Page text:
Meanwhile, I could comment on which books did and didn’t make it to the final four … but I won’t, as I did say I’d keep this short! However, I’d love to hear what you think on the matter …
11 Comments leave one →
  1. November 19, 2011 3:19 pm

    I haven’t read many of these, but is it cynical of me to think that ‘My Brilliant Career’ is a sentimental favourite that might be benefiting from a kind draw and some generous judging? 😉

    • November 19, 2011 4:14 pm

      You can be cynical if you like. They have played around with the draw from the original chart … And I’m not sure why they did that!

      I was lying in bed this am, thinking, as you do, about the tournament and decided it would be wonderfully just if Carpentaria won! I have read these four remaining books and they are all great, for different reasons, but I think I’d be happiest if Wright’s book won.

    • November 21, 2011 5:07 am

      Sentiment has played such a large part in this tournament that I think all anyone can do is give up on it as a literary competition and go by WG’s recommendation further down the page — “not to see this as a serious “prize” to pick “the” best book but as a mechanism for bringing some books to the fore and encouraging discussion.” I keep typing out answers to these Meanjin posts and then deleting them, “because,” I think, “the judges are going by their real names online and I’m not, and it doesn’t seem right to target named and living people from behind a pseudonym.” So — nothing. But let me be very very general and say that when I think of someone overseas seeing the Meanjin site and thinking, “This is the way Australian writers talk about Australian writing,” my heart sinks.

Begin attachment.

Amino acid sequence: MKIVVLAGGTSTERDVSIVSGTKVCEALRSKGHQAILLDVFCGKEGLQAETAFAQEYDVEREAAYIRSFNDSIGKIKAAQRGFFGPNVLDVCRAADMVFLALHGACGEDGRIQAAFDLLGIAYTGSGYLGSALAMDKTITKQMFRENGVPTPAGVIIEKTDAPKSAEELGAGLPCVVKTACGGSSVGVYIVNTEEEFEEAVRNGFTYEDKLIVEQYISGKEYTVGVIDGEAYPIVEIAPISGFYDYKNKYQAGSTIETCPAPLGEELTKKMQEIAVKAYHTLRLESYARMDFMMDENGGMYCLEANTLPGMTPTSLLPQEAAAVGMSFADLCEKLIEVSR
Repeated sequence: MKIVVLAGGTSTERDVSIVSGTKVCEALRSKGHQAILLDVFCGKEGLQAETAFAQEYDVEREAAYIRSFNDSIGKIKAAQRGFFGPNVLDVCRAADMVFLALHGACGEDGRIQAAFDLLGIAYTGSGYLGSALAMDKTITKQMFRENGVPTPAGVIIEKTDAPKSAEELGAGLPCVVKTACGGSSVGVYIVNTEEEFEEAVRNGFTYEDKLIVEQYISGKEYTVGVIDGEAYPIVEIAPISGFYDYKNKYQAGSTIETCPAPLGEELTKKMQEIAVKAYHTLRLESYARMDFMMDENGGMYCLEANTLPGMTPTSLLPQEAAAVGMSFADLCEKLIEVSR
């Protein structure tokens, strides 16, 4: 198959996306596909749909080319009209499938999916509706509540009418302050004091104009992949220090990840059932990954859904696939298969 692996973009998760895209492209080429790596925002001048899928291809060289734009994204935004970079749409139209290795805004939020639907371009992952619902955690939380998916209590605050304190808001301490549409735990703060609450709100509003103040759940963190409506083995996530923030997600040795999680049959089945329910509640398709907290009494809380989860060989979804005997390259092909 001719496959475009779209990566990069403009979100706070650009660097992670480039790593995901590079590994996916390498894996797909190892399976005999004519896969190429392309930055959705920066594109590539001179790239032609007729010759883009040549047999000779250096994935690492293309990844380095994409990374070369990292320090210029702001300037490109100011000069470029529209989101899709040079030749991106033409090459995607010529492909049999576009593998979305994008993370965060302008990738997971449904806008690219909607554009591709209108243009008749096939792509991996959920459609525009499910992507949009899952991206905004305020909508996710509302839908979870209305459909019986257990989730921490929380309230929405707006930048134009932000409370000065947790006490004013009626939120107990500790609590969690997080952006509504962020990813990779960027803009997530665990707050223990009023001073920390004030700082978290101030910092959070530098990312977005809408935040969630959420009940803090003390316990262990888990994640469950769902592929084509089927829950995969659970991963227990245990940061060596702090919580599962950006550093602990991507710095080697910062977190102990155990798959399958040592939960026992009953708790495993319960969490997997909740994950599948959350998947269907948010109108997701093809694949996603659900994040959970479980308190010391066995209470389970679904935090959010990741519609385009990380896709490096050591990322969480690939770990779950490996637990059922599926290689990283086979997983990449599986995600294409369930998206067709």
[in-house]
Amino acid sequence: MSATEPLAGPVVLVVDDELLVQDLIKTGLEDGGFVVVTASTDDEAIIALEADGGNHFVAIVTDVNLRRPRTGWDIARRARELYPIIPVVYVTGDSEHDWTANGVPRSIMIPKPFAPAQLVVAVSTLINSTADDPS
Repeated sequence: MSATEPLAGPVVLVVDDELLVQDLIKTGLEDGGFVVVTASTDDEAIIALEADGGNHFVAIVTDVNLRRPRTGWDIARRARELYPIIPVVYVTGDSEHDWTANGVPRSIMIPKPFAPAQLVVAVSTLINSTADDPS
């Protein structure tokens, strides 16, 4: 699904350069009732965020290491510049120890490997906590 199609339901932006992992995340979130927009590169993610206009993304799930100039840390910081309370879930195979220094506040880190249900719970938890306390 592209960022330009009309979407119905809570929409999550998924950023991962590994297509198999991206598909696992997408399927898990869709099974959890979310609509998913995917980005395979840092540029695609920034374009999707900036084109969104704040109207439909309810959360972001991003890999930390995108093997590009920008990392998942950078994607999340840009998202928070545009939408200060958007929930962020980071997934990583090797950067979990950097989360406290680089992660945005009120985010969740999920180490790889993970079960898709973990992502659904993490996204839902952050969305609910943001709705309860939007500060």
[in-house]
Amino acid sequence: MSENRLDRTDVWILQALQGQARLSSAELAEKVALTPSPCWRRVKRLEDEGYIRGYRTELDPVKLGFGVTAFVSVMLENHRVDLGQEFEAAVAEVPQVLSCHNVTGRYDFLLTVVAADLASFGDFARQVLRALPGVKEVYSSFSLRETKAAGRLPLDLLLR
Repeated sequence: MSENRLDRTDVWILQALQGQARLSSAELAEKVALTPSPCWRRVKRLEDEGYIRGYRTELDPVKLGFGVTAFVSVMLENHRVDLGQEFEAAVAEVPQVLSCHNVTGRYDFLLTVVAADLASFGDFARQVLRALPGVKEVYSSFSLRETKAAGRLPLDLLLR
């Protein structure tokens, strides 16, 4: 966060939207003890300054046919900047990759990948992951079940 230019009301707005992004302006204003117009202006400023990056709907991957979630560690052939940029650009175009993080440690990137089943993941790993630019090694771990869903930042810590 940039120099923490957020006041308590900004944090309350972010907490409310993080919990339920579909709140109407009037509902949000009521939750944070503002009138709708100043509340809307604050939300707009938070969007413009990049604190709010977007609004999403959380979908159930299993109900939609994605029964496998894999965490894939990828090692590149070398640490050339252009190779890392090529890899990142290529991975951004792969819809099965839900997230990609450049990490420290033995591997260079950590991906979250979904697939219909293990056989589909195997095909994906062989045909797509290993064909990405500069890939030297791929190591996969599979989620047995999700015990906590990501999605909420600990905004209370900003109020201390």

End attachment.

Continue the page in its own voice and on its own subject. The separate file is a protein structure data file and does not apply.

• November 21, 2011 9:10 am

        Thanks DKS. I have made a couple of comments on the site – the two commentators just go by their first names, Jen and Ben, I think, so I don’t worry too much about the pseudonym issue. I’m not too worried about assumptions being made about how we write about writing. The tone of the judges tends to give something away … Particularly when they describe their criteria. Theres’s a certain lightness of tone and to it all. In a way, it almost spoofs – though that’s perhaps going a little too far – literary competitions. But perhaps I’m just reading it the way I want to!

        • November 21, 2011 12:20 pm

          I have just discovered that the two commentators are Melbourne comedians: Ben Pobjie and Jess McGuire. That makes sense but perhaps Meanjin could have made that clear?

        • November 21, 2011 6:34 pm